Srimatha Cancer Care plans world-class hospice

The charitable organisation helps terminally-ill patients handle the fear of death

August 16, 2014 01:47 pm | Updated 01:47 pm IST - Chennai:

Dedicated to a cause : Besides a trained doctor, four nurses and four attenders work round-the-clock at Srimatha Cancer Care's existing hospice.

Dedicated to a cause : Besides a trained doctor, four nurses and four attenders work round-the-clock at Srimatha Cancer Care's existing hospice.

The terminally ill are broken in body. And it does not take much to break their spirit. They easily give in to depression when their families discard them.

Srimatha Cancer Care, a charitable organisation in Indira Nagar, has taken into its fold several such terminally ill patients, when they were at the jaws of death and uncared for. It has provided palliative care to them and breathed some joy into their sad lives.

The organisation is ready for expansion. Its executive trustee Vijayasree Mahadevan says

land, measuring around four-and-a-half grounds, has been identified at Thoraipakkam on OMR for the construction of a world-class hospice. To start with, 50 beds will be set up at the hospice. Besides palliative care, it will focus on cancer prevention.

Vijayashree entered this field of social service in a striking manner. As a journalist, she had gone to interview the founder of Sri Matha Trust, V. Krishanmoorty.

He was running the dharmasala at the Cancer Institute premises in Adyar, for outstation patients.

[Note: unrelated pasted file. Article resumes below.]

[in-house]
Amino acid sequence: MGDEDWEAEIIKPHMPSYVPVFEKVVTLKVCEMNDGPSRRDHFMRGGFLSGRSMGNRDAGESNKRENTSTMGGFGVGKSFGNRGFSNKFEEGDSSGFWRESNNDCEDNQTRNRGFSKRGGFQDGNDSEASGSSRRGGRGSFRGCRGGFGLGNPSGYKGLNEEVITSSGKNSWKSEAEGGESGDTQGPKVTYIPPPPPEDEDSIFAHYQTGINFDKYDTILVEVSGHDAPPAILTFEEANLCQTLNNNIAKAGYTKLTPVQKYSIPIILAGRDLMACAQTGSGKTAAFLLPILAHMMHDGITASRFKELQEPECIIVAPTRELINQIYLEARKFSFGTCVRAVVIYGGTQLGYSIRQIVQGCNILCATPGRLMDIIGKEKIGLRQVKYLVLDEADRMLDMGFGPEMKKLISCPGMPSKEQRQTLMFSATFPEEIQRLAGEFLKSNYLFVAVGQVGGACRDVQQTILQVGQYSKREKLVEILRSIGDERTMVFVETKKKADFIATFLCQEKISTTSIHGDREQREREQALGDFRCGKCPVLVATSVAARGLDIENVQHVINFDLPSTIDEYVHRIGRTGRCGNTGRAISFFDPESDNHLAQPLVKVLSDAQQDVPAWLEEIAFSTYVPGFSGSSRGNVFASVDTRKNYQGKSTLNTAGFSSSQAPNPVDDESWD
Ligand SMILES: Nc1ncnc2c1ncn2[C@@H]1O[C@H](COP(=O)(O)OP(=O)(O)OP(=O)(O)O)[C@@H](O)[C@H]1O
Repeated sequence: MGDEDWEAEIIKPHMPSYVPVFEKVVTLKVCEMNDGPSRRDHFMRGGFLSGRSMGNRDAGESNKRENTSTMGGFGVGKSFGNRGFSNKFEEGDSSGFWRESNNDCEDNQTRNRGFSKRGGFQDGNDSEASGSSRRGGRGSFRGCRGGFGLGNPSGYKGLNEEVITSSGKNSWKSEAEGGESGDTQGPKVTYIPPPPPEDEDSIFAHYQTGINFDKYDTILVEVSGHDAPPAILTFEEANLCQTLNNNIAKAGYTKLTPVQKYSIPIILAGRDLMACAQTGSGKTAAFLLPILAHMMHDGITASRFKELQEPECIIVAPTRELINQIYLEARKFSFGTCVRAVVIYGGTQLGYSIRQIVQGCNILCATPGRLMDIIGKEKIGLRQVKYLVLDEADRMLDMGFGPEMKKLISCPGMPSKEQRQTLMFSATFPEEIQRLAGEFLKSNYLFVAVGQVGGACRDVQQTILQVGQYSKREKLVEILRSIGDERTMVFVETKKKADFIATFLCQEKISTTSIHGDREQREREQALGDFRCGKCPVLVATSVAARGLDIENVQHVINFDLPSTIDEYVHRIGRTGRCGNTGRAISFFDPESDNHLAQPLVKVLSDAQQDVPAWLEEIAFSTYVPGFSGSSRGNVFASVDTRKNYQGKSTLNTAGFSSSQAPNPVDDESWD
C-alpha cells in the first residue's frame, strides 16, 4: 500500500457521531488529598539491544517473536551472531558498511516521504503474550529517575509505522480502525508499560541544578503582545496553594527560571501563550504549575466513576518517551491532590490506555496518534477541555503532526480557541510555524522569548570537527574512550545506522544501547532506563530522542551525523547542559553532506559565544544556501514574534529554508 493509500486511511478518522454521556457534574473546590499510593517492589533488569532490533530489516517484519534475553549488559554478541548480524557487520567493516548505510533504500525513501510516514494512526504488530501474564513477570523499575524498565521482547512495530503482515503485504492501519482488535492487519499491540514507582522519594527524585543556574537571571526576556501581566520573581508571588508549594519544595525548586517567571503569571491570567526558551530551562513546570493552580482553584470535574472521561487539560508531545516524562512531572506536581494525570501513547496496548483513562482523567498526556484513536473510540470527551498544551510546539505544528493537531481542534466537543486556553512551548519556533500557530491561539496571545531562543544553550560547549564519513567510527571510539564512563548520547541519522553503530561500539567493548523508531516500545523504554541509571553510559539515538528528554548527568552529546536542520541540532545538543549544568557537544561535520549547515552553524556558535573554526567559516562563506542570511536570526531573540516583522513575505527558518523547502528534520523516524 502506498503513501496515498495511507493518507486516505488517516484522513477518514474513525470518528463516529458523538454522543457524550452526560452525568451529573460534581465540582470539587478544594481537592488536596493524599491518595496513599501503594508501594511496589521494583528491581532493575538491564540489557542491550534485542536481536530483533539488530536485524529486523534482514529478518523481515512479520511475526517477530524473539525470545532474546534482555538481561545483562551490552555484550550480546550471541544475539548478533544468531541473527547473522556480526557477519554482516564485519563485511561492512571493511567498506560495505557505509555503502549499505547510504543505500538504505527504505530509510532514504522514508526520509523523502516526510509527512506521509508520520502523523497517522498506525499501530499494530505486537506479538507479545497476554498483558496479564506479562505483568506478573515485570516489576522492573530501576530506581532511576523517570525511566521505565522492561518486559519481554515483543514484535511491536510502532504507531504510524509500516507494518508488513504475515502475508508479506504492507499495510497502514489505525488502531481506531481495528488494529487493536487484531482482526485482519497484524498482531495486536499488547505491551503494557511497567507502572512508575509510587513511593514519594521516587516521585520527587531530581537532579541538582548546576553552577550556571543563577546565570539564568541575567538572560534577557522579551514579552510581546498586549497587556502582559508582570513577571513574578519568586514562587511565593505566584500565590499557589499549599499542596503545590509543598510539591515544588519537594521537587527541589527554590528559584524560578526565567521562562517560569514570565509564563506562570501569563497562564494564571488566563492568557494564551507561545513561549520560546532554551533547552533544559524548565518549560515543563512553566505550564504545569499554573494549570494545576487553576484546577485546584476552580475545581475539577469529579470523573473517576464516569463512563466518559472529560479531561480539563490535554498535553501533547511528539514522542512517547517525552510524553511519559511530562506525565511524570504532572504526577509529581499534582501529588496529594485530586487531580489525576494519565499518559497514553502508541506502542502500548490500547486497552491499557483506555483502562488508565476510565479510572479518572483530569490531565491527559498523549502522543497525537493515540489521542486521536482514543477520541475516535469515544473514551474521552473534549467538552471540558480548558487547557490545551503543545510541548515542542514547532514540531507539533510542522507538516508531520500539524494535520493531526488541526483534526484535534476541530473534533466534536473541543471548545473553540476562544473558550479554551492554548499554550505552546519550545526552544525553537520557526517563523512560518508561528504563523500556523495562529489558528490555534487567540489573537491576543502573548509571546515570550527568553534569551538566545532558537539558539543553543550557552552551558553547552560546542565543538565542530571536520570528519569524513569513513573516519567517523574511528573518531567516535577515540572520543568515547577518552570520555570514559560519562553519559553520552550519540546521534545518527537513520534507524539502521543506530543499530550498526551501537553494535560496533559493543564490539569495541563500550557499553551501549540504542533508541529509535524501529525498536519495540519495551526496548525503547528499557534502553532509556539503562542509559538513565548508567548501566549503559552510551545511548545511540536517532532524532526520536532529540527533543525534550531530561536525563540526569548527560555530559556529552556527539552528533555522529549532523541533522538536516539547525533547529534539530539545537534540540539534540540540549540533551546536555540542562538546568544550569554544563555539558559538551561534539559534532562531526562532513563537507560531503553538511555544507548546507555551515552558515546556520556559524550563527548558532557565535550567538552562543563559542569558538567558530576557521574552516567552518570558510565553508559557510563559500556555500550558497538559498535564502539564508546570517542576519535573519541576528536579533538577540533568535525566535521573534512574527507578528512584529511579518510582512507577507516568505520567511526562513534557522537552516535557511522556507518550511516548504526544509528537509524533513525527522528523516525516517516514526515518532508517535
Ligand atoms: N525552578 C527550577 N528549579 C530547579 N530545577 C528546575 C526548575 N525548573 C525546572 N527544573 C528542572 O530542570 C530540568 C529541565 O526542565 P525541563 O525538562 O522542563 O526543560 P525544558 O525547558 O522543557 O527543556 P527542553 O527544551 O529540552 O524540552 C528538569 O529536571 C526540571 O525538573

Inspired by his service and touched by the plight and agony of the poor cancer patients, she took to the charity work.

She had studied about hospice care and felt that Chennai needed a word-class hospice.

She sought the Government’s help, but the delay in receiving it forced her to strike out on her own. She rented a space in Indira Nagar and launched her hospice.

Rajiv Gandhi General Hospital took note of her commendable work and signed a Memorandum of Understanding (MoU) with Srimatha Cancer Care. The hospital has been shifting its terminally ill patients to the hospice.

Health Secretary J. Radhakrishnan and the Dean of G.H., Dr. V. Kanagasabai were present at the time the MoU was signed.

Besides a doctor specially trained in palliative care, four nurses and four attenders are working at the hospice round the clock.

A free canteen and pharmacy are also functioning. Sreematha Care is also providing a dialysis facility free of cost to both inpatients and outpatients.

Vijayasree, who is involved in the setting up of the Thoraipakkam hospice, says hers should be the first and last hospice in Chennai and she was praying that “cancer would get eradicated from the country”. Her dedication has impressed several institutions which have honoured her with awards, the latest being the Anna University conferring on her the ‘Inspiring Woman Award’ for the year.

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